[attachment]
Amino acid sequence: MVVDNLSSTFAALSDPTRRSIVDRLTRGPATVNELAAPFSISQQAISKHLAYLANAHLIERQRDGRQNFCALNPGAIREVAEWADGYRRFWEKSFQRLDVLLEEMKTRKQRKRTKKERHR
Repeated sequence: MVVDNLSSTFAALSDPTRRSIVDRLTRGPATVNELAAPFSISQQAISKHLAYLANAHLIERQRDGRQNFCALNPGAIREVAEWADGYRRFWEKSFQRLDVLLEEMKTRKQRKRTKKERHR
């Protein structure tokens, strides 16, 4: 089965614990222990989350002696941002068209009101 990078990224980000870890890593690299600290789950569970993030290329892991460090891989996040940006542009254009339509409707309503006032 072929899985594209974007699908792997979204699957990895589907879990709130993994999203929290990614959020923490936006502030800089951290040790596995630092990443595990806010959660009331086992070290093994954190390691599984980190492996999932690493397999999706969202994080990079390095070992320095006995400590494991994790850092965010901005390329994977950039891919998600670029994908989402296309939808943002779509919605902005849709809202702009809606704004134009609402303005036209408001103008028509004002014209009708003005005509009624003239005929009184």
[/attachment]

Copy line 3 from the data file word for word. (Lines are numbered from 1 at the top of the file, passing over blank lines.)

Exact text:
């Protein structure tokens, strides 16, 4: 089965614990222990989350002696941002068209009101 990078990224980000870890890593690299600290789950569970993030290329892991460090891989996040940006542009254009339509409707309503006032 072929899985594209974007699908792997979204699957990895589907879990709130993994999203929290990614959020923490936006502030800089951290040790596995630092990443595990806010959660009331086992070290093994954190390691599984980190492996999932690493397999999706969202994080990079390095070992320095006995400590494991994790850092965010901005390329994977950039891919998600670029994908989402296309939808943002779509919605902005849709809202702009809606704004134009609402303005036209408001103008028509004002014209009708003005005509009624003239005929009184």